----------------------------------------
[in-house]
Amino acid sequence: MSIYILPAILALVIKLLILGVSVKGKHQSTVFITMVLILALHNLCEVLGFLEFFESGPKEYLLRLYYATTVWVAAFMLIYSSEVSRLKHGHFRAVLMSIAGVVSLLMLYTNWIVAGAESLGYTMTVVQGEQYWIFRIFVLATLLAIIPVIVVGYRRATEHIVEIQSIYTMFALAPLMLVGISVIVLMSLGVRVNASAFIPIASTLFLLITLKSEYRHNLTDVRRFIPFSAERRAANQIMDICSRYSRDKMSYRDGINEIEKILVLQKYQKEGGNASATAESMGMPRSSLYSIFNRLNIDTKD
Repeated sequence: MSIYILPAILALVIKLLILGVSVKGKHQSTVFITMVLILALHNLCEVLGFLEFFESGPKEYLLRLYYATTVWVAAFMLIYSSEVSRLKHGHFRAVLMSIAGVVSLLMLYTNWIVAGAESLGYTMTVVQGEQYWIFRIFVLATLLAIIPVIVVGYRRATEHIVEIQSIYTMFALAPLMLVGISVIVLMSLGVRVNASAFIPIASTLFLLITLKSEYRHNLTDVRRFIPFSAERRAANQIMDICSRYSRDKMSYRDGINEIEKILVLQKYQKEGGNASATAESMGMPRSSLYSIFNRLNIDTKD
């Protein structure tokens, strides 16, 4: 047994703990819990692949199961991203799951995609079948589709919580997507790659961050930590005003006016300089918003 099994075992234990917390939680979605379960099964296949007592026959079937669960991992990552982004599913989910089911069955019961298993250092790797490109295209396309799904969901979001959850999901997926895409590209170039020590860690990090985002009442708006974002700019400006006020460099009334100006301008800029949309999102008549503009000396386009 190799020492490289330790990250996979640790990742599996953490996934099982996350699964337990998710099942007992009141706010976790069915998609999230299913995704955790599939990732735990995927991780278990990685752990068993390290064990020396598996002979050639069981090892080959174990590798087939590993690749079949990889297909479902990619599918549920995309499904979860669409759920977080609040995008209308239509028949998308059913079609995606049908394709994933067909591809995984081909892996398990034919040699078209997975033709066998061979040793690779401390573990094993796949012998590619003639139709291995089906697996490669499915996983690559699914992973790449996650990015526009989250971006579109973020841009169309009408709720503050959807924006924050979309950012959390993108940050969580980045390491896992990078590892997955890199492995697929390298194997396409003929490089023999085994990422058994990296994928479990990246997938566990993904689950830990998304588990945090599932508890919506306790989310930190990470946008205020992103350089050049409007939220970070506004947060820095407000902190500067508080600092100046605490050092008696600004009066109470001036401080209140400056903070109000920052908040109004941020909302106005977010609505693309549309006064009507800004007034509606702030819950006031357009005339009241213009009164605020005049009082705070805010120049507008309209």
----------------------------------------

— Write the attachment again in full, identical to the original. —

[in-house]
Amino acid sequence: MSIYILPAILALVIKLLILGVSVKGKHQSTVFITMVLILALHNLCEVLGFLEFFESGPKEYLLRLYYATTVWVAAFMLIYSSEVSRLKHGHFRAVLMSIAGVVSLLMLYTNWIVAGAESLGYTMTVVQGEQYWIFRIFVLATLLAIIPVIVVGYRRATEHIVEIQSIYTMFALAPLMLVGISVIVLMSLGVRVNASAFIPIASTLFLLITLKSEYRHNLTDVRRFIPFSAERRAANQIMDICSRYSRDKMSYRDGINEIEKILVLQKYQKEGGNASATAESMGMPRSSLYSIFNRLNIDTKD
Repeated sequence: MSIYILPAILALVIKLLILGVSVKGKHQSTVFITMVLILALHNLCEVLGFLEFFESGPKEYLLRLYYATTVWVAAFMLIYSSEVSRLKHGHFRAVLMSIAGVVSLLMLYTNWIVAGAESLGYTMTVVQGEQYWIFRIFVLATLLAIIPVIVVGYRRATEHIVEIQSIYTMFALAPLMLVGISVIVLMSLGVRVNASAFIPIASTLFLLITLKSEYRHNLTDVRRFIPFSAERRAANQIMDICSRYSRDKMSYRDGINEIEKILVLQKYQKEGGNASATAESMGMPRSSLYSIFNRLNIDTKD
């Protein structure tokens, strides 16, 4: 047994703990819990692949199961991203799951995609079948589709919580997507790659961050930590005003006016300089918003 099994075992234990917390939680979605379960099964296949007592026959079937669960991992990552982004599913989910089911069955019961298993250092790797490109295209396309799904969901979001959850999901997926895409590209170039020590860690990090985002009442708006974002700019400006006020460099009334100006301008800029949309999102008549503009000396386009 190799020492490289330790990250996979640790990742599996953490996934099982996350699964337990998710099942007992009141706010976790069915998609999230299913995704955790599939990732735990995927991780278990990685752990068993390290064990020396598996002979050639069981090892080959174990590798087939590993690749079949990889297909479902990619599918549920995309499904979860669409759920977080609040995008209308239509028949998308059913079609995606049908394709994933067909591809995984081909892996398990034919040699078209997975033709066998061979040793690779401390573990094993796949012998590619003639139709291995089906697996490669499915996983690559699914992973790449996650990015526009989250971006579109973020841009169309009408709720503050959807924006924050979309950012959390993108940050969580980045390491896992990078590892997955890199492995697929390298194997396409003929490089023999085994990422058994990296994928479990990246997938566990993904689950830990998304588990945090599932508890919506306790989310930190990470946008205020992103350089050049409007939220970070506004947060820095407000902190500067508080600092100046605490050092008696600004009066109470001036401080209140400056903070109000920052908040109004941020909302106005977010609505693309549309006064009507800004007034509606702030819950006031357009005339009241213009009164605020005049009082705070805010120049507008309209």